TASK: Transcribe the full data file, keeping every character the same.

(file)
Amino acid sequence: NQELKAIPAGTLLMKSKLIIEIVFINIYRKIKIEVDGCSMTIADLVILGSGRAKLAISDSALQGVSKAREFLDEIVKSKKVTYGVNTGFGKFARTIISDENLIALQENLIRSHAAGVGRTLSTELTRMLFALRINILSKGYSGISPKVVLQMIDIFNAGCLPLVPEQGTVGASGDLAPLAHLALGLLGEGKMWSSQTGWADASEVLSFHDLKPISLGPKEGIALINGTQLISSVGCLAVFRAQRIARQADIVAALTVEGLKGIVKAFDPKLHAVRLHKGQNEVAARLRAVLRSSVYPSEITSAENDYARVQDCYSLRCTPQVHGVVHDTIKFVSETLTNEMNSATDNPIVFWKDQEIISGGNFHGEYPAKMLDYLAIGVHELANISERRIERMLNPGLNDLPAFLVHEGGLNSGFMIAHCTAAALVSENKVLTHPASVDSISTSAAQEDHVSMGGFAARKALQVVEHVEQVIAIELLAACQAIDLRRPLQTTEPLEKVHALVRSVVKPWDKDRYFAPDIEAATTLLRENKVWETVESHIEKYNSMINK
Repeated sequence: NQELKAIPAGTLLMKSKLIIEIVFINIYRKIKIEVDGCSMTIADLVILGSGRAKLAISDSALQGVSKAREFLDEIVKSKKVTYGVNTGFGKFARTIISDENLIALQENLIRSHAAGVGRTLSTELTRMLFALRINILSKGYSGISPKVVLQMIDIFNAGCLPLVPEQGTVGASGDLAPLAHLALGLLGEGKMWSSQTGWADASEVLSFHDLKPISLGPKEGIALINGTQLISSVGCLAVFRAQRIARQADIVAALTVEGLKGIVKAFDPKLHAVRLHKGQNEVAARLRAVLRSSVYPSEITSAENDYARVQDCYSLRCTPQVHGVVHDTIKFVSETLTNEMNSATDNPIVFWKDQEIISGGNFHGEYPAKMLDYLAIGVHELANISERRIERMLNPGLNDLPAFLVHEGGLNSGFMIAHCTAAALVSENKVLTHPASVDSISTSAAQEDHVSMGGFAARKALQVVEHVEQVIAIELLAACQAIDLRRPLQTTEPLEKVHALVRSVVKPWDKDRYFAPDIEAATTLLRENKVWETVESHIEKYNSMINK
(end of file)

Amino acid sequence: NQELKAIPAGTLLMKSKLIIEIVFINIYRKIKIEVDGCSMTIADLVILGSGRAKLAISDSALQGVSKAREFLDEIVKSKKVTYGVNTGFGKFARTIISDENLIALQENLIRSHAAGVGRTLSTELTRMLFALRINILSKGYSGISPKVVLQMIDIFNAGCLPLVPEQGTVGASGDLAPLAHLALGLLGEGKMWSSQTGWADASEVLSFHDLKPISLGPKEGIALINGTQLISSVGCLAVFRAQRIARQADIVAALTVEGLKGIVKAFDPKLHAVRLHKGQNEVAARLRAVLRSSVYPSEITSAENDYARVQDCYSLRCTPQVHGVVHDTIKFVSETLTNEMNSATDNPIVFWKDQEIISGGNFHGEYPAKMLDYLAIGVHELANISERRIERMLNPGLNDLPAFLVHEGGLNSGFMIAHCTAAALVSENKVLTHPASVDSISTSAAQEDHVSMGGFAARKALQVVEHVEQVIAIELLAACQAIDLRRPLQTTEPLEKVHALVRSVVKPWDKDRYFAPDIEAATTLLRENKVWETVESHIEKYNSMINK
Repeated sequence: NQELKAIPAGTLLMKSKLIIEIVFINIYRKIKIEVDGCSMTIADLVILGSGRAKLAISDSALQGVSKAREFLDEIVKSKKVTYGVNTGFGKFARTIISDENLIALQENLIRSHAAGVGRTLSTELTRMLFALRINILSKGYSGISPKVVLQMIDIFNAGCLPLVPEQGTVGASGDLAPLAHLALGLLGEGKMWSSQTGWADASEVLSFHDLKPISLGPKEGIALINGTQLISSVGCLAVFRAQRIARQADIVAALTVEGLKGIVKAFDPKLHAVRLHKGQNEVAARLRAVLRSSVYPSEITSAENDYARVQDCYSLRCTPQVHGVVHDTIKFVSETLTNEMNSATDNPIVFWKDQEIISGGNFHGEYPAKMLDYLAIGVHELANISERRIERMLNPGLNDLPAFLVHEGGLNSGFMIAHCTAAALVSENKVLTHPASVDSISTSAAQEDHVSMGGFAARKALQVVEHVEQVIAIELLAACQAIDLRRPLQTTEPLEKVHALVRSVVKPWDKDRYFAPDIEAATTLLRENKVWETVESHIEKYNSMINK